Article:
Next, open the document. While the recorded macro includes a whole bunch of parameters, if the document is a Word document and it is not password protected, you can safely ignore everything but the file name. The file name you use should include the full path to the document. Since the file name is the first param, that's all you really need. However, the possibility exists that another user could have this document open, in which case, a nasty dialog box would be displayed asking what to do next. In our case, all we want to do is print the document, so we can safely open the document as "Read-Only" to avoid that. Neither do we want to worry about dialogs asking about converting a document that may be from a prior version of Word. So, in this case, we'll supply a couple more params. The first one, following the file name is a FALSE to indicate no prompt for conversion and the second will be a TRUE to indicate opening "Read-Only". Note that you MUST use parenthesis to enclose the param.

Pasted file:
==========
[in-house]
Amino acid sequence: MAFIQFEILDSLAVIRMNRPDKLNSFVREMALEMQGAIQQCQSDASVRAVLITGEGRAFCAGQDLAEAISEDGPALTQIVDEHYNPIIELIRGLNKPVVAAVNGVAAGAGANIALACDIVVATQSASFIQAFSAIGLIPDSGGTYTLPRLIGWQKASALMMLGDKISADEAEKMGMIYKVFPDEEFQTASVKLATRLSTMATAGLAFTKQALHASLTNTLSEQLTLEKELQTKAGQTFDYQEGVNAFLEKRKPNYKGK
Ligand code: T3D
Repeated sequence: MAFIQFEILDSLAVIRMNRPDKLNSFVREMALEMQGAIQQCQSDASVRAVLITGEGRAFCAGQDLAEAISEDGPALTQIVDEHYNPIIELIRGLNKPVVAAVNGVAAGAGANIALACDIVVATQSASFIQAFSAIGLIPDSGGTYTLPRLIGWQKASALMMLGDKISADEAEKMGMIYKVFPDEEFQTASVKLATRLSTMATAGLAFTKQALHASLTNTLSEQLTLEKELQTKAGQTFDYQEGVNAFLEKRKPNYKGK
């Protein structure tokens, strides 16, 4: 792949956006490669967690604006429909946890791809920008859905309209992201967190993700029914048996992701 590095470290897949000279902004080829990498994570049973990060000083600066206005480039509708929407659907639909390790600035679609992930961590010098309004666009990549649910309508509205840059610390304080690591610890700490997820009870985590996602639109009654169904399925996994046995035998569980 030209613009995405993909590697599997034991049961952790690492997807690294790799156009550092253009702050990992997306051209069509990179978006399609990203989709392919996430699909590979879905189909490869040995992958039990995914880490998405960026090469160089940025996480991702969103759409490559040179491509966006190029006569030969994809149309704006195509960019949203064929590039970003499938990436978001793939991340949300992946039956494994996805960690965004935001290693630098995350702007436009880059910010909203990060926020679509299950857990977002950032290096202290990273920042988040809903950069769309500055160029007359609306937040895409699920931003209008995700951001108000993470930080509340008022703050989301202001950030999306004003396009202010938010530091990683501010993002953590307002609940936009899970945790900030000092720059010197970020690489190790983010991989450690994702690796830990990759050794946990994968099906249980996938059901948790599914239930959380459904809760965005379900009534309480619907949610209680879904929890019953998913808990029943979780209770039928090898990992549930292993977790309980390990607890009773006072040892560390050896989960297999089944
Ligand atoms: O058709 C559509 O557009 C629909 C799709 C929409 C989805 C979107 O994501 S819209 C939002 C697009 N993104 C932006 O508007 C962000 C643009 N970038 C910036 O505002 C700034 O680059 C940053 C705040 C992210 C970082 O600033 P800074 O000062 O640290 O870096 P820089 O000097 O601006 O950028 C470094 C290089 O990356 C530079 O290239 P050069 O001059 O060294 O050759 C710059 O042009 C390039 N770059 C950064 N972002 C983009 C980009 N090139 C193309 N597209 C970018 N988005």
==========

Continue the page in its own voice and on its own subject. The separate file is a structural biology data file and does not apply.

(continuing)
Next, print the document. Once again, note the parenthesis, even though there are no parameters passed
oWord.quit( 0 )
Now, we close Word (you can find information about the quit method in the Word VB help file)
release object oWord
Dispose of our oleAutoclient object
oWord = null
Finally, stub out the reference to make sure it's released

With just 5 lines of code, you have created a Word instance, loaded and printed a document, closed Word and cleaned up after yourself! In fairness, a real application should include some minimal error checking to allow it to fail gracefully and abort if necessary. Cases where the Word Application info not found in the registry, or the file is not found, or the printer is not connected should be included in error trapping. A series of nested TRY/CATCH structures should handle that with a minimum of effort.